Construction Adds 38,000 Jobs in December

According to data released last week by the US Bureau of Labor Statistics, the national construction industry added 38,000 net new jobs in December. During the past 12 months, the industry has added 280,000 net new construction jobs, which translates into a 4 percent increase in total industry-wide employment.

Press Release from Associated Builders and Contractors, Inc (ABC)

Construction Employment Rises to Close Out 2018, Says ABC

WASHINGTON, Jan. 4—According to an Associated Builders and Contractors analysis of data released by today the U.S. Bureau of Labor Statistics, construction employment expanded by 38,000 net new jobs in December. Across the industry, employment is up by 280,000 year-over-year, an increase of 4.0 percent.

Nonresidential employment grew by 35,800 net new positions over the previous month, which means that the vast majority of construction job growth emerged from nonresidential categories. Nonresidential gains were split evenly between heavy and civil engineering (+16,300) and nonresidential specialty trade contractors (+16,100).

Construction industry unemployment rose to 5.1 percent due to a meaningful increase in labor force participation, yet remains 0.8 percent lower than at the same time one year ago. And while unemployment rose to 3.9 percent nationally, wage growth continues to accelerate.

“For several reasons, such as market volatility, a sense of deep concern has set in recently among many economic stakeholders,” said ABC Chief Economist Anirban Basu. “There has also been some evidence of economic slowing, including in America’s manufacturing sector. But today’s employment release reminds us that the U.S. economy continues to expand and that many businesses, including construction firms, remain in growth mode.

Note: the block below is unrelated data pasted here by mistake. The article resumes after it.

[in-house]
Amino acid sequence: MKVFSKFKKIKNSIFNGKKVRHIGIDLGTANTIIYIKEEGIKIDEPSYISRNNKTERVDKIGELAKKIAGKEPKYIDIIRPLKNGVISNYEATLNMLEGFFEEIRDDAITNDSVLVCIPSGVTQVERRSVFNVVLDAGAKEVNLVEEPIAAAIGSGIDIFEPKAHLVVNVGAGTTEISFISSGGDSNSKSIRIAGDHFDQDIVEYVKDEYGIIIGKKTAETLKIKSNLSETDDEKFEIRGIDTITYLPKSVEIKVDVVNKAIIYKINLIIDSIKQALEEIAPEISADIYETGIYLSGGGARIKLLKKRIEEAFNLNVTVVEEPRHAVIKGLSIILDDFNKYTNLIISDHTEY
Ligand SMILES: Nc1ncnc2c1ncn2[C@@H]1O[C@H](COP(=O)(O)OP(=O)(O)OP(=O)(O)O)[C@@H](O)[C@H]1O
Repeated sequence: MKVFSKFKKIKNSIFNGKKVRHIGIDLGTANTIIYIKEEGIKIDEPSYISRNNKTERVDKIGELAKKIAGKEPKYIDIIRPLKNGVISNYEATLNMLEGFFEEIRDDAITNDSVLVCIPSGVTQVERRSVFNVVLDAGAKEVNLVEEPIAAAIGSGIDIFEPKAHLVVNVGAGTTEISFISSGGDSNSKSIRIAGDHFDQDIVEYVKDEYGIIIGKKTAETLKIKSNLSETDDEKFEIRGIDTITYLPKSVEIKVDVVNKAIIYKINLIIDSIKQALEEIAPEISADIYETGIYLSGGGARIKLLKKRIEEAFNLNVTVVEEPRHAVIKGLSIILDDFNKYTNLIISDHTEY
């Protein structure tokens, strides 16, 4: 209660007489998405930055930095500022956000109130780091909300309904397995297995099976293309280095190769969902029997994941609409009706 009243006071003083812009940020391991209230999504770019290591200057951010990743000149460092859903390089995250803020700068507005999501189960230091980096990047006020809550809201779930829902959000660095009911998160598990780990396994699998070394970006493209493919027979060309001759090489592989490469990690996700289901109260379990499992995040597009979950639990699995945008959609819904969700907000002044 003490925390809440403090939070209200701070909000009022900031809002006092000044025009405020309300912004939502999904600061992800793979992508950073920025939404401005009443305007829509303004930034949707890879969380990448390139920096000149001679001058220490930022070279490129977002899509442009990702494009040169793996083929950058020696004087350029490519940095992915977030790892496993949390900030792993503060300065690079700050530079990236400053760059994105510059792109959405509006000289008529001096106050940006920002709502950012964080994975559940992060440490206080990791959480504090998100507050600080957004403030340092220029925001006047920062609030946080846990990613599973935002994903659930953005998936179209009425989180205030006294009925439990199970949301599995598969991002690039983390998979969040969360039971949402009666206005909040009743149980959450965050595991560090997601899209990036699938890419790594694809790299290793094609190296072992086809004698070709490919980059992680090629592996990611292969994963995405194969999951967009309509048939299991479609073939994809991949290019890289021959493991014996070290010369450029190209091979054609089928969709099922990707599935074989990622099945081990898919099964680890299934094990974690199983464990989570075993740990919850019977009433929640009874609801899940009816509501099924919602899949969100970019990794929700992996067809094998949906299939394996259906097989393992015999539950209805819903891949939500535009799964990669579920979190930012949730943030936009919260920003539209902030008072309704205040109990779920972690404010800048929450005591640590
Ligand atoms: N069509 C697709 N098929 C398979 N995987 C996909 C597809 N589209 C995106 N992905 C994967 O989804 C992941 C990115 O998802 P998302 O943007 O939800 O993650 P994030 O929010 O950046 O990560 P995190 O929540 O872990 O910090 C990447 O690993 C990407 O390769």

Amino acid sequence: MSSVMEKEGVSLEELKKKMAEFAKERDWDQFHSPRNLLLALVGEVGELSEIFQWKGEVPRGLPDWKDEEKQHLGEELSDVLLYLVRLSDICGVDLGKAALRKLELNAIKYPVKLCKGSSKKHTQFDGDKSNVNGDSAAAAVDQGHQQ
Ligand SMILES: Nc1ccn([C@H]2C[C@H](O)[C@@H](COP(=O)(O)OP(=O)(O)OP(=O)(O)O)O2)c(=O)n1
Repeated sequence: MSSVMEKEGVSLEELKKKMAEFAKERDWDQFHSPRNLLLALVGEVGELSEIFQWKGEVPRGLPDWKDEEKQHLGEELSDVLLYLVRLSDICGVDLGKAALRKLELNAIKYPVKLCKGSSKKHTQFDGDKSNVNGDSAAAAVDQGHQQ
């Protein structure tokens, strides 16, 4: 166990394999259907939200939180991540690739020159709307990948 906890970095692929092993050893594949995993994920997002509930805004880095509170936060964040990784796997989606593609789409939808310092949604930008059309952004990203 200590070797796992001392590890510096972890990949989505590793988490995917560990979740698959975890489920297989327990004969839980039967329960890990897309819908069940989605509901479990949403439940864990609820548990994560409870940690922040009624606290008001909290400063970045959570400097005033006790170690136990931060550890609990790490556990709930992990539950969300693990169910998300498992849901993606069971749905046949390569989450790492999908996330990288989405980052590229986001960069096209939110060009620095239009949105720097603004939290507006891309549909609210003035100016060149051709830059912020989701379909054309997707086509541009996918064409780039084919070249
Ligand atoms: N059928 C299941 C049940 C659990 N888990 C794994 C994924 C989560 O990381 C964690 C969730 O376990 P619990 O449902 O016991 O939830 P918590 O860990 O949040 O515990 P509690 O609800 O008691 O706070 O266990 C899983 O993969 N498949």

“What’s more, a stronger labor market continues to translate into solid wage gains for households, said Basu. “That will help keep the consumer portion of the economy strong, even as slower global economic growth creates more challenges for certain types of businesses. While overall U.S. economic growth is likely to slow in 2019, the economy appears poised to generate enough growth to keep the average contractor busy and to keep backlog relatively stable.

“Importantly, job growth was apparent in both publicly and privately financed nonresidential categories,” said Basu. “Construction spending has been strong in categories ranging from office and lodging to transportation and public safety, and today’s data suggest that firms operating in these and other segments will continue to bulk up on staffing. In the final analysis, today’s employment numbers were impressive and should suppress most discussion regarding the imminence of a broad economic downturn.”


Press Release from Associated General Contractors of America (AGC)

Full release

Construction Employment Rises by 38,000 in December and 280,000 in 2018; Hourly Pay Jumps 3.9%, Unemployment Rate at 5.19%

Industry’s Job and Pay Gains Outpace Overall Economy; Association Survey Finds Contractors Plan To Add Workers, Invest in Training and Technology in 2019 but Expect Difficulty in Filling Positions